Today I’m going to take the emphasis off English for a while and discuss something very important for people studying at Leicester: Leicester. You might have a great university, but if its location is a dank ghost town or the remote home of some Pagan cult then it’ll be really hard to do things like go to the cinema and have a decent Chinese takeaway. Luckily, Leicester is excellently-equipped for a student population, or even indeed a regular human population. There are numerous clubs, more than enough bars and pubs to keep anyone entertained — including the excellent Firebug which has that cocktail that’s effectively ice cream — along with three cinemas — most notable of which is the Phoenix and its showing of classic films, social cinema screenings, and a Sunday-brunch-and-movie deal — and the Curve Theatre for all your cultural needs. Oh, and there’s the King Power football stadium and the Leicester Tigers rugby stadium.
For shopping you’ve got the Haymarket shopping centre, the newer Highcross shopping centre, the arcades, the famous and massive outdoor market…
But enough brochure stuff. What’s really important and notable about Leicester? Clock towers. Everywhere. If I had to make a conservative estimate, I’d say Leicester has a million clock towers (if I had to make a Conservative estimate, I’d say George Osborne). The amount of eye-pleasing clock towers in Leicester is inexplicable (as in there’s probably a perfectly good reason for it but I’m not going to look it up) but rather interesting and it makes what is admittedly not the prettiest of cities considerably more appealing. The shopping arcades are very picturesque too. And if you take the forty minute walk from the university to Oadby, where the main student accommodation buildings are, you may well be impressed. The halls of residence are situated in what you’d call a rather affluent area indeed, and the huge houses look especially good in the crisp oranges and browns of autumn.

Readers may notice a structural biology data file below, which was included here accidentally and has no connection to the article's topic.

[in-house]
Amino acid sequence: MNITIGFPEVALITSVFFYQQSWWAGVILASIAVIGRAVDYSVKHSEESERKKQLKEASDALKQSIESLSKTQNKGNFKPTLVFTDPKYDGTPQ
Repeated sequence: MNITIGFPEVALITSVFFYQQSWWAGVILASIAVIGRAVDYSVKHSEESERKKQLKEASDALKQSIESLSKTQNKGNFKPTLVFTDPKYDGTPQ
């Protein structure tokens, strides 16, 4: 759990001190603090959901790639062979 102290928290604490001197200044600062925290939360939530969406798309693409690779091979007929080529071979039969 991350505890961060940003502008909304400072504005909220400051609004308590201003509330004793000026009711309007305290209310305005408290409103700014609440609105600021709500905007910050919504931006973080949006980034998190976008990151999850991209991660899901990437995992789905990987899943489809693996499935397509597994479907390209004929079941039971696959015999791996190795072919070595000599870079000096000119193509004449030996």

So it’s a practical city with all the big chain stores and lots of more interesting independent ones, it’s not a paradise but it has many visually-appealing sights — what else? Well in terms of moving around inside it, I’ve already mentioned the walking distance from halls to the university, and by bus it takes about twenty minutes from the furthermost hall, John Foster. From the university to the station is about fifteen minutes. The university to the city centre is about twenty minutes. In the second year when most students move out to private accommodation, they’re likely to be not much more than ten or fifteen minutes away. The university’s city living accomodation, such as Nixon Court, can be as little as five minutes away. As you can see, once you’re out of the first year your journey is cut down considerably.
Hopefully this gives a better idea of what Leicester is like than if I had said nothing at all. Oh, and it’s pronounced ‘Lester’.